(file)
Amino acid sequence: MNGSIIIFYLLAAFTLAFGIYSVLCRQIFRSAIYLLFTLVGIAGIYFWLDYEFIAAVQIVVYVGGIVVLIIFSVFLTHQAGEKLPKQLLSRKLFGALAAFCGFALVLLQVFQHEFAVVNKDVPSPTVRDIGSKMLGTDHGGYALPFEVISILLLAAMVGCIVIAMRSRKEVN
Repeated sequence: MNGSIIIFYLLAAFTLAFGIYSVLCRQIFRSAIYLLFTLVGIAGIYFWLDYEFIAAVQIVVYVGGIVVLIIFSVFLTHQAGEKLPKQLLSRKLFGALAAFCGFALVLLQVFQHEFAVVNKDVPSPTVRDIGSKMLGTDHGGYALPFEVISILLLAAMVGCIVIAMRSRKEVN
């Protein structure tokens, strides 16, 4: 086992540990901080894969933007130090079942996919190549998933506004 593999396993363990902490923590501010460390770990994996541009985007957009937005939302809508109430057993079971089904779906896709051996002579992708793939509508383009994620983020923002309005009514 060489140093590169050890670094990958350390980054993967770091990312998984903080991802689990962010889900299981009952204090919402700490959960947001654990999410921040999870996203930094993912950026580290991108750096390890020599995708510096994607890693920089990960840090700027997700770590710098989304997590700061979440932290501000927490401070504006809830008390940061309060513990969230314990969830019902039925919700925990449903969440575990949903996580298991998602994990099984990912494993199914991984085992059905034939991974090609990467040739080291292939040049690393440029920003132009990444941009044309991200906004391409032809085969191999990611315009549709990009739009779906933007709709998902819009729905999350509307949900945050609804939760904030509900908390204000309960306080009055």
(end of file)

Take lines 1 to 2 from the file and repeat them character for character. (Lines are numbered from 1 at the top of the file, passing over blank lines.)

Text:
Amino acid sequence: MNGSIIIFYLLAAFTLAFGIYSVLCRQIFRSAIYLLFTLVGIAGIYFWLDYEFIAAVQIVVYVGGIVVLIIFSVFLTHQAGEKLPKQLLSRKLFGALAAFCGFALVLLQVFQHEFAVVNKDVPSPTVRDIGSKMLGTDHGGYALPFEVISILLLAAMVGCIVIAMRSRKEVN
Repeated sequence: MNGSIIIFYLLAAFTLAFGIYSVLCRQIFRSAIYLLFTLVGIAGIYFWLDYEFIAAVQIVVYVGGIVVLIIFSVFLTHQAGEKLPKQLLSRKLFGALAAFCGFALVLLQVFQHEFAVVNKDVPSPTVRDIGSKMLGTDHGGYALPFEVISILLLAAMVGCIVIAMRSRKEVN